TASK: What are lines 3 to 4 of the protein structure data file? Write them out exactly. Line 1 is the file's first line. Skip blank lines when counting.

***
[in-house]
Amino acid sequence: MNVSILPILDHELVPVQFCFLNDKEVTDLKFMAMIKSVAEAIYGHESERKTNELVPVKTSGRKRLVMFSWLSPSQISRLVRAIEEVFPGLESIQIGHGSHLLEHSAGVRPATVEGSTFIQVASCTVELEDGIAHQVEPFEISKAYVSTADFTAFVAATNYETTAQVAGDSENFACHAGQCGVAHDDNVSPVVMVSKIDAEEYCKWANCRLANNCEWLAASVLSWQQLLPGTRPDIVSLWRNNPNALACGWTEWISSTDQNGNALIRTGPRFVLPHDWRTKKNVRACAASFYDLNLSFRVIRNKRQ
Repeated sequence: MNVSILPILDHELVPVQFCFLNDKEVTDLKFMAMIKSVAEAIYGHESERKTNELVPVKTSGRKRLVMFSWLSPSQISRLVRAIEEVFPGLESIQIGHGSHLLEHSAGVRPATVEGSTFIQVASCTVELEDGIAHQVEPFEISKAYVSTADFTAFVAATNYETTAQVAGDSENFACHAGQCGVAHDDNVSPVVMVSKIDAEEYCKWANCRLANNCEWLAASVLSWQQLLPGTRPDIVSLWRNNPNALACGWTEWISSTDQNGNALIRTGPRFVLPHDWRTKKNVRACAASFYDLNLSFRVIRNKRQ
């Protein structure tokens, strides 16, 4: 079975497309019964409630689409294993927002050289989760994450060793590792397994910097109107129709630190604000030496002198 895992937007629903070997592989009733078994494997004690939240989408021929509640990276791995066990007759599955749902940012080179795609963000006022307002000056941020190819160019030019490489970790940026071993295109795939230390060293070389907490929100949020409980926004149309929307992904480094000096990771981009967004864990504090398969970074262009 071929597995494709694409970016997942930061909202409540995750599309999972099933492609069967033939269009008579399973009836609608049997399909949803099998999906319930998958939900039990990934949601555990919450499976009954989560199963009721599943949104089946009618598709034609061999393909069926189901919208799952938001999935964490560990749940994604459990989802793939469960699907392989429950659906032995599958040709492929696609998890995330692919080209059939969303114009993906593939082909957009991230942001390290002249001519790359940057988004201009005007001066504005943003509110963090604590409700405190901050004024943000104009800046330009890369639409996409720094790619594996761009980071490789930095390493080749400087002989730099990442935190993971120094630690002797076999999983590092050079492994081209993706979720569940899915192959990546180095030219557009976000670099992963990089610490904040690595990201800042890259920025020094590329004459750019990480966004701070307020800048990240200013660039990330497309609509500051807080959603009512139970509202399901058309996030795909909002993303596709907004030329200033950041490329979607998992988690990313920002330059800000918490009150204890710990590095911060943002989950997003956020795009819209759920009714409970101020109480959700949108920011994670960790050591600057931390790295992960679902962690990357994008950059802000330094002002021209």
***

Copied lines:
Repeated sequence: MNVSILPILDHELVPVQFCFLNDKEVTDLKFMAMIKSVAEAIYGHESERKTNELVPVKTSGRKRLVMFSWLSPSQISRLVRAIEEVFPGLESIQIGHGSHLLEHSAGVRPATVEGSTFIQVASCTVELEDGIAHQVEPFEISKAYVSTADFTAFVAATNYETTAQVAGDSENFACHAGQCGVAHDDNVSPVVMVSKIDAEEYCKWANCRLANNCEWLAASVLSWQQLLPGTRPDIVSLWRNNPNALACGWTEWISSTDQNGNALIRTGPRFVLPHDWRTKKNVRACAASFYDLNLSFRVIRNKRQ
């Protein structure tokens, strides 16, 4: 079975497309019964409630689409294993927002050289989760994450060793590792397994910097109107129709630190604000030496002198 895992937007629903070997592989009733078994494997004690939240989408021929509640990276791995066990007759599955749902940012080179795609963000006022307002000056941020190819160019030019490489970790940026071993295109795939230390060293070389907490929100949020409980926004149309929307992904480094000096990771981009967004864990504090398969970074262009 071929597995494709694409970016997942930061909202409540995750599309999972099933492609069967033939269009008579399973009836609608049997399909949803099998999906319930998958939900039990990934949601555990919450499976009954989560199963009721599943949104089946009618598709034609061999393909069926189901919208799952938001999935964490560990749940994604459990989802793939469960699907392989429950659906032995599958040709492929696609998890995330692919080209059939969303114009993906593939082909957009991230942001390290002249001519790359940057988004201009005007001066504005943003509110963090604590409700405190901050004024943000104009800046330009890369639409996409720094790619594996761009980071490789930095390493080749400087002989730099990442935190993971120094630690002797076999999983590092050079492994081209993706979720569940899915192959990546180095030219557009976000670099992963990089610490904040690595990201800042890259920025020094590329004459750019990480966004701070307020800048990240200013660039990330497309609509500051807080959603009512139970509202399901058309996030795909909002993303596709907004030329200033950041490329979607998992988690990313920002330059800000918490009150204890710990590095911060943002989950997003956020795009819209759920009714409970101020109480959700949108920011994670960790050591600057931390790295992960679902962690990357994008950059802000330094002002021209």